Hi all,

given (a1,...,an) formed by distinct letters, it's a well known problem to count the number of permutations with no fixed element.

I've been trying to solve a generalization of this problem, when we allow repetition of the letters.

I was able only to partially solve the problem when we have only repetition of a single letter.

If we have n letters and only one of them is repeated p times, then the number O(n,p) of permutations with no fixed element is given by the following recursive relation:


$O(p+1,p)=\dots=O(2p-1,p)=0, O(2p,p)=p!$

$O(n,p)={n-p\choose p} p!\sum_{k=0}^p{p \choose k}O(n-p-k,p-k)$

Does anybody know where this problem have been studied before? Does anybody know a general solution for this problem?

Thanks in advance.


2 Answers 2


The formula based on Inclusion-Exclusion for the usual number $D(n)$ of derangements of $n$ objects can be generalized. The result is the following.

Fix $k\geq 1$. Let $\mathbb{N}=\lbrace 0,1,2,\dots\rbrace$. For $\alpha=(\alpha_1,\dots,\alpha_k)\in\mathbb{N}^k$, let $D(\alpha)$ be the number of fixed-point free permutations of the multiset with $\alpha_1$ 1's, $\alpha_2$ 2's, etc. Write $x^\alpha = x_1^{\alpha_1}\cdots x_k^{\alpha_k}$. Then $$ \sum_{\alpha\in\mathbb{N}^k} D(\alpha)x^\alpha = \frac{1}{(1+x_1)\cdots (1+x_k)\left(1-\frac{x_1}{1+x_1}-\cdots - \frac{x_k}{1+x_k}\right)} $$ $$ = \frac{1}{1-\sum_S (|S|-1)\prod_{i\in S}x_i}, $$ where $S$ ranges over all nonempty subsets of $\lbrace 1,2,\dots,n\rbrace$.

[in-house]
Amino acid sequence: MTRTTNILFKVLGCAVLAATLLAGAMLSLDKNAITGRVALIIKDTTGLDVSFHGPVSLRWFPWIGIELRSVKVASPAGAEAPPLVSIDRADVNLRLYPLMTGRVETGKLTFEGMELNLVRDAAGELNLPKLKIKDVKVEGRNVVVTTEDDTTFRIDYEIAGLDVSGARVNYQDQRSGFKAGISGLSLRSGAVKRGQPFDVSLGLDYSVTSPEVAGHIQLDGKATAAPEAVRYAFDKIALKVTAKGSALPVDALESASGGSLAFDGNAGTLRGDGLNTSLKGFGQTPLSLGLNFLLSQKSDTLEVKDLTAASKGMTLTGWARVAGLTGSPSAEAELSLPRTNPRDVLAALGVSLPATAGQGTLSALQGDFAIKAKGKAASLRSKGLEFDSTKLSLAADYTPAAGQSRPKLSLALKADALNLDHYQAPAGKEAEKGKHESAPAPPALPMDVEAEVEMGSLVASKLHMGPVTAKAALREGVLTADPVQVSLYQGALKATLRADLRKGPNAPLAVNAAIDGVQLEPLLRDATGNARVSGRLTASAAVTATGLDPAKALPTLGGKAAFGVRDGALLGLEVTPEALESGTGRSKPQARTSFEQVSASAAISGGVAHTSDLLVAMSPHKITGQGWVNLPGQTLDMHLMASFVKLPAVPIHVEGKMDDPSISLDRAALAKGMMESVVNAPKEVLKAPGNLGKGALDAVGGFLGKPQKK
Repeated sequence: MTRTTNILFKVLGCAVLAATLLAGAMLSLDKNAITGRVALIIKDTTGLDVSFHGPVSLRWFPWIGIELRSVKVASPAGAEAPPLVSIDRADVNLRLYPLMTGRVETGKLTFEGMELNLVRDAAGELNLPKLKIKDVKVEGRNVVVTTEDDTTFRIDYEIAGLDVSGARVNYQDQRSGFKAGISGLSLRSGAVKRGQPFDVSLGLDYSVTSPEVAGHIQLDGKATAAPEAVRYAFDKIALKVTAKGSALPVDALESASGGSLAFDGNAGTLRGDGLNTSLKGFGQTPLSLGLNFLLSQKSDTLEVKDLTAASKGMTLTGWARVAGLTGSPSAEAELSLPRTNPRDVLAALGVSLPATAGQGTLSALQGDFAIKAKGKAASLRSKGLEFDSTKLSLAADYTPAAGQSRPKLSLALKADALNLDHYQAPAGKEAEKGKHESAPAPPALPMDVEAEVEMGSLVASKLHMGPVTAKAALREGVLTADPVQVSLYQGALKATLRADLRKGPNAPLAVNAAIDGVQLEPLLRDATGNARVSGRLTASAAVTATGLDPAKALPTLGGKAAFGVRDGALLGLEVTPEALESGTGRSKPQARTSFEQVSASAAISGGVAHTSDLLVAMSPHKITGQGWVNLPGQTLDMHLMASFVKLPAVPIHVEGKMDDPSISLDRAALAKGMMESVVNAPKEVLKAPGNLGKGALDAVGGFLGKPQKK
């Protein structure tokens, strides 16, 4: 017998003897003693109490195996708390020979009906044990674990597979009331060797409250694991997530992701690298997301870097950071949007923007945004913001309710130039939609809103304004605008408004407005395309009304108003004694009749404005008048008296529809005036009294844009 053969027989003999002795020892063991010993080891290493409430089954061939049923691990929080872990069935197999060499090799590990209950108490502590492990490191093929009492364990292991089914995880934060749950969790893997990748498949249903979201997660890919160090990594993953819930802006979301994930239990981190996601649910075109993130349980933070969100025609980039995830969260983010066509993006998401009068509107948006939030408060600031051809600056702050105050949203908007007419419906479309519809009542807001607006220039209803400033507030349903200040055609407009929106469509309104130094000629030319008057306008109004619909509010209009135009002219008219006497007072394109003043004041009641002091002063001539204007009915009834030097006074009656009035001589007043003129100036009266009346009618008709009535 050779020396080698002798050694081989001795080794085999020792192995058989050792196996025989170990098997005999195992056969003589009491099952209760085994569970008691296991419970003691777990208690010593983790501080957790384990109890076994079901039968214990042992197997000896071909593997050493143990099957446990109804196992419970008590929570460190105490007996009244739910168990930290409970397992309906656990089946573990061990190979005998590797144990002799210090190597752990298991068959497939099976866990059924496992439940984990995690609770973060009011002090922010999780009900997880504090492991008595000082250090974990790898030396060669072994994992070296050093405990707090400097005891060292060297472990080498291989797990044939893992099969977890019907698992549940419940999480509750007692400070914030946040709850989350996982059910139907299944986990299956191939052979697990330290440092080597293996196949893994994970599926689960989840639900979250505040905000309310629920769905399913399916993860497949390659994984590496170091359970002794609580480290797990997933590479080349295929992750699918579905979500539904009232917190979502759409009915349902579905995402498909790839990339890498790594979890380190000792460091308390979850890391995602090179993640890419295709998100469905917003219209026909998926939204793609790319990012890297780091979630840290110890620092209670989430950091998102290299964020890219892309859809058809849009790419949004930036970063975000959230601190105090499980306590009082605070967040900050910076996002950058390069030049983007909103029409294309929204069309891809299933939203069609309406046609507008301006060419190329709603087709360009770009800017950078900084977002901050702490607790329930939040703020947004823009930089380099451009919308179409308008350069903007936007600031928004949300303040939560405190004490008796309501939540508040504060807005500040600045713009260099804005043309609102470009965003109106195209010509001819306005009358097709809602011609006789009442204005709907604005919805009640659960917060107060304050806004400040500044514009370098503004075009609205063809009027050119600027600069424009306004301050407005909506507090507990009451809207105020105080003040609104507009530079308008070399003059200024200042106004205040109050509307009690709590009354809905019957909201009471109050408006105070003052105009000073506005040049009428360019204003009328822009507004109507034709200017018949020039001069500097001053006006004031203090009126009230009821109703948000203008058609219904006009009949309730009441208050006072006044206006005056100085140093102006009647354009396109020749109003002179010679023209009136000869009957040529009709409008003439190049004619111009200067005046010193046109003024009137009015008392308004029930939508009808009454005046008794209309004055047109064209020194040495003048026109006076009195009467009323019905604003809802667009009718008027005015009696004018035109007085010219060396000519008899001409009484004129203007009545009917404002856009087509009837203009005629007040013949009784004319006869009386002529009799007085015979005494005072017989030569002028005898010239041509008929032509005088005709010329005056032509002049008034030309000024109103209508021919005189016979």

This result appears as Exercise 4.5.5 in Goulden and Jackson, Combinatorial Enumeration. It can be used to obtain a lot of information about $D(\alpha)$.


For the particular case you asked about, in which we're computing fixed-point free permutations of the word 0...012...n (where 0 appears p times):

We choose the positions for the 0s in $\binom{n}{p}$ ways. Given this choice, the permutations in question are equivalent to permutations of [n] in which the first n - p values are not fixed points. The OEIS (specifically, sequence A047920) and/or a simple argument by inclusion-exclusion gives $\sum_{ j\geq 0} (-1)^j \binom{n - p}{j}\cdot (n-j)!$ for this value; the OEIS also gives $\sum_{j = 0}^{p} D_{n-j}\cdot \binom{p}{j}$ (where $D_m$ is a derangement number).

Another case that might be of interest is the case in which each letter appears the same number of times. This is discussed in http://academic.csuohio.edu/bmargolius/homepage/dinner/dinner/cardentry.htm and has several associated OEIS entries (e.g., A000459, A059072 and A059073).


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